Homo Names Have Been Changed
posted by December 26 at 11:41 AMon
The January 2007 issue of Seattle Magazine—by far the better of our two list-addicted glossies (“155 Top Lawyers”)—has an essay by Nicholas Sesnak about the difficulties gay couples face when they attempt to create the rights and responsibilities of marriage with private contracts. First, there’s the expense; you’ll spend up to $5000 on legal fees compared to a straight couple’s $50 marriage license. And then there are the limitations; even after you’ve spent your $5000, you still won’t have all the protections or rights of marriage—oh, and a bigoted family can contest your $5000 worth of legal agreements if they feel like it.
But here’s why caught my eye about the piece…
When Daniel Robertson* and Scott Keane* got married three years ago, the wedding was in Vancouver, B.C., for a somewhat obvious reason: They’re both men, and same-sex marriage wasn’t legal in Washington state.
What’s with the asterisks? You have to jump to the end of the story to find out…
Names have been changed.
Names have been changed? There’s a blast from the distant past. And profiling closeted gay men? That’s very retro, Seattle Magazine, very old school.
Back in the dark ages—when gay men and lesbians could be fired, kicked out of apartments, jailed, lobotomized, etc.—no gay person could take the risk of having his name appear in print. When a magazine wanted to profile an invert or write something heartbreaking/titillating our tragic twilight existences, they would place an asterisk after a proper name and a discrete “name has been changed” at the end of the story. Only that offer of anonymity, only the shield of an asterisk, could convince a gay person to open up to a reporter.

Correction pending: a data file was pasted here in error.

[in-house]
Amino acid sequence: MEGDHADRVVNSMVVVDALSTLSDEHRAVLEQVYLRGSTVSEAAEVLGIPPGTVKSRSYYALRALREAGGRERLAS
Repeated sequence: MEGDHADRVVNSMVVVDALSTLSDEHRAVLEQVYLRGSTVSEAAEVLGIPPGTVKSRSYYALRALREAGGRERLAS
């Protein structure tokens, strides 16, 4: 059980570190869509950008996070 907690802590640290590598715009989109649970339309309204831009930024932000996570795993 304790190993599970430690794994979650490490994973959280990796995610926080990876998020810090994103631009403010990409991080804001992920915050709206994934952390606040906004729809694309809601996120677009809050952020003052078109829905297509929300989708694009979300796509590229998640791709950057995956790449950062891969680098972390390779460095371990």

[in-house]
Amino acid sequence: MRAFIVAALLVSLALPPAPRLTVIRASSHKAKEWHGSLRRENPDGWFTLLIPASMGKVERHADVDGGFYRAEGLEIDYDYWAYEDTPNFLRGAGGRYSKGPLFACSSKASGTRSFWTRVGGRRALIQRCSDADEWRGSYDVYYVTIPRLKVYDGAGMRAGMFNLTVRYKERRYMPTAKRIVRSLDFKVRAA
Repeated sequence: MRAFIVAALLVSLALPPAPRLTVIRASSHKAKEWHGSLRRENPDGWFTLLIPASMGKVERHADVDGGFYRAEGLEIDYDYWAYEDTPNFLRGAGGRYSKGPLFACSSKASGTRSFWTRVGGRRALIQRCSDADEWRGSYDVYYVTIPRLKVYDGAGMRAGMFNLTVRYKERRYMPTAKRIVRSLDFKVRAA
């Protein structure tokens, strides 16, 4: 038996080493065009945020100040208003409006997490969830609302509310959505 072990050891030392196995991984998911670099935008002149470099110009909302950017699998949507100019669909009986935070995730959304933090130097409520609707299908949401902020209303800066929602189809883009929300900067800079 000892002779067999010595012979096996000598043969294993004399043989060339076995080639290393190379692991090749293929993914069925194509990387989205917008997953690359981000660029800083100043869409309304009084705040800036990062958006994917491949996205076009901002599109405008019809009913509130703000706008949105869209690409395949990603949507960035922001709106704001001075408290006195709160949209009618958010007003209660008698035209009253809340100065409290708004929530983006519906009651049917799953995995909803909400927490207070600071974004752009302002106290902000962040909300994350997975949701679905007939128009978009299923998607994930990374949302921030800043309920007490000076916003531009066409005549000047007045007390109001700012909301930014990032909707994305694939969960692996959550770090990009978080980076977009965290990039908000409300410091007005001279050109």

But today? Uh… the country is teeming with out gays and lesbians willing to see names in print. Some of us have even gotten married in Vancouver. I’m not saying that Seattle Magazine should have profiled me and my boyfriend (my boyfriend would never agree to it—and he’s one of Seattle’s top lawyers), but it would not have been difficult to find a local gay couple that had been married in Vancouver and was willing to see their names in print. It would probably have been easier to find that couple. Then Sesnak could have written a story about the future of gay relationships—and marriage equality—without employing rhetorical cliches that hearken back to the bad old days of the closet.
And a word for “Daniel” and “Scott”: A marriage, which you entered into in Canada and complain about not being able to enter into in the United States, is a public act. Yes, “most heterosexual citizens take [the legal protections of marriage] for granted.” They take the public nature of marriage for granted, too. If you’re not comfortable enough with your homosexuality to be open about it in the pages of Seattle Magazine, guys, then you’re not ready for marriage.
We can’t demand public recognition for our relationships and hold on the closet too. It has to be one or the other, guys, one or the other.